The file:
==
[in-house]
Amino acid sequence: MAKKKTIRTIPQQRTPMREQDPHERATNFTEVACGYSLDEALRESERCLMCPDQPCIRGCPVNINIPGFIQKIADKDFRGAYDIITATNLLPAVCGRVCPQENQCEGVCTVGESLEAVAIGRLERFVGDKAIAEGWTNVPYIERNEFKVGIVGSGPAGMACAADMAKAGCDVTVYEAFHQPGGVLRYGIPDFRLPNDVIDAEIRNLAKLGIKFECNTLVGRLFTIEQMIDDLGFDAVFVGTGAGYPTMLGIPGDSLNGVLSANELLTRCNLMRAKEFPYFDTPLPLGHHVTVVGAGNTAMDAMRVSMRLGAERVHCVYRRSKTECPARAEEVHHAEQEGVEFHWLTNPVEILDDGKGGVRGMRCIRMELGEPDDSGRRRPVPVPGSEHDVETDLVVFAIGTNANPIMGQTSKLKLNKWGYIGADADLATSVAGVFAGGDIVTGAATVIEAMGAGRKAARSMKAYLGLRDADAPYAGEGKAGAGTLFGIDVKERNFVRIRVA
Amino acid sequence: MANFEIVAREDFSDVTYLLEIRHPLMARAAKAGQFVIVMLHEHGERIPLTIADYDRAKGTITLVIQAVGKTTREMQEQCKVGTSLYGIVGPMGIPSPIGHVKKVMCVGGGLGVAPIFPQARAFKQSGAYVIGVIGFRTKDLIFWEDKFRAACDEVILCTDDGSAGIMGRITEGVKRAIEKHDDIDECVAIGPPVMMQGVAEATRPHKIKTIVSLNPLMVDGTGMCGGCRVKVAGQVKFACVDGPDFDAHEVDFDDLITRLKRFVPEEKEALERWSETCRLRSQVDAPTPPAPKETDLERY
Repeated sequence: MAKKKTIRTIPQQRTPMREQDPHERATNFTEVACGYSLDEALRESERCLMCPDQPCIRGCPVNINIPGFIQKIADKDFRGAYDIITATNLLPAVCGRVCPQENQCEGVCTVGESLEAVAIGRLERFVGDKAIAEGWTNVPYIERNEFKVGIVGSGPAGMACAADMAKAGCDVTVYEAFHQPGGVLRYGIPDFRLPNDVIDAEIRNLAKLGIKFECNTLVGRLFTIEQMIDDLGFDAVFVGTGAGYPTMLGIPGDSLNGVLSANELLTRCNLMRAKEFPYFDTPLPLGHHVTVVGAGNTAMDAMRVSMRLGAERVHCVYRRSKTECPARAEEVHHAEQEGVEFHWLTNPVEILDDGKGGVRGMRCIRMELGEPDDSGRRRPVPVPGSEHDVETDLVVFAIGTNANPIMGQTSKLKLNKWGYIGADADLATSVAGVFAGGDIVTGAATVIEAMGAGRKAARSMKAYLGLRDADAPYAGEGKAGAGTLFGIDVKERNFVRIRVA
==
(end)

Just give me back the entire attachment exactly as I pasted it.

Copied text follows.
[in-house]
Amino acid sequence: MAKKKTIRTIPQQRTPMREQDPHERATNFTEVACGYSLDEALRESERCLMCPDQPCIRGCPVNINIPGFIQKIADKDFRGAYDIITATNLLPAVCGRVCPQENQCEGVCTVGESLEAVAIGRLERFVGDKAIAEGWTNVPYIERNEFKVGIVGSGPAGMACAADMAKAGCDVTVYEAFHQPGGVLRYGIPDFRLPNDVIDAEIRNLAKLGIKFECNTLVGRLFTIEQMIDDLGFDAVFVGTGAGYPTMLGIPGDSLNGVLSANELLTRCNLMRAKEFPYFDTPLPLGHHVTVVGAGNTAMDAMRVSMRLGAERVHCVYRRSKTECPARAEEVHHAEQEGVEFHWLTNPVEILDDGKGGVRGMRCIRMELGEPDDSGRRRPVPVPGSEHDVETDLVVFAIGTNANPIMGQTSKLKLNKWGYIGADADLATSVAGVFAGGDIVTGAATVIEAMGAGRKAARSMKAYLGLRDADAPYAGEGKAGAGTLFGIDVKERNFVRIRVA
Amino acid sequence: MANFEIVAREDFSDVTYLLEIRHPLMARAAKAGQFVIVMLHEHGERIPLTIADYDRAKGTITLVIQAVGKTTREMQEQCKVGTSLYGIVGPMGIPSPIGHVKKVMCVGGGLGVAPIFPQARAFKQSGAYVIGVIGFRTKDLIFWEDKFRAACDEVILCTDDGSAGIMGRITEGVKRAIEKHDDIDECVAIGPPVMMQGVAEATRPHKIKTIVSLNPLMVDGTGMCGGCRVKVAGQVKFACVDGPDFDAHEVDFDDLITRLKRFVPEEKEALERWSETCRLRSQVDAPTPPAPKETDLERY
Repeated sequence: MAKKKTIRTIPQQRTPMREQDPHERATNFTEVACGYSLDEALRESERCLMCPDQPCIRGCPVNINIPGFIQKIADKDFRGAYDIITATNLLPAVCGRVCPQENQCEGVCTVGESLEAVAIGRLERFVGDKAIAEGWTNVPYIERNEFKVGIVGSGPAGMACAADMAKAGCDVTVYEAFHQPGGVLRYGIPDFRLPNDVIDAEIRNLAKLGIKFECNTLVGRLFTIEQMIDDLGFDAVFVGTGAGYPTMLGIPGDSLNGVLSANELLTRCNLMRAKEFPYFDTPLPLGHHVTVVGAGNTAMDAMRVSMRLGAERVHCVYRRSKTECPARAEEVHHAEQEGVEFHWLTNPVEILDDGKGGVRGMRCIRMELGEPDDSGRRRPVPVPGSEHDVETDLVVFAIGTNANPIMGQTSKLKLNKWGYIGADADLATSVAGVFAGGDIVTGAATVIEAMGAGRKAARSMKAYLGLRDADAPYAGEGKAGAGTLFGIDVKERNFVRIRVA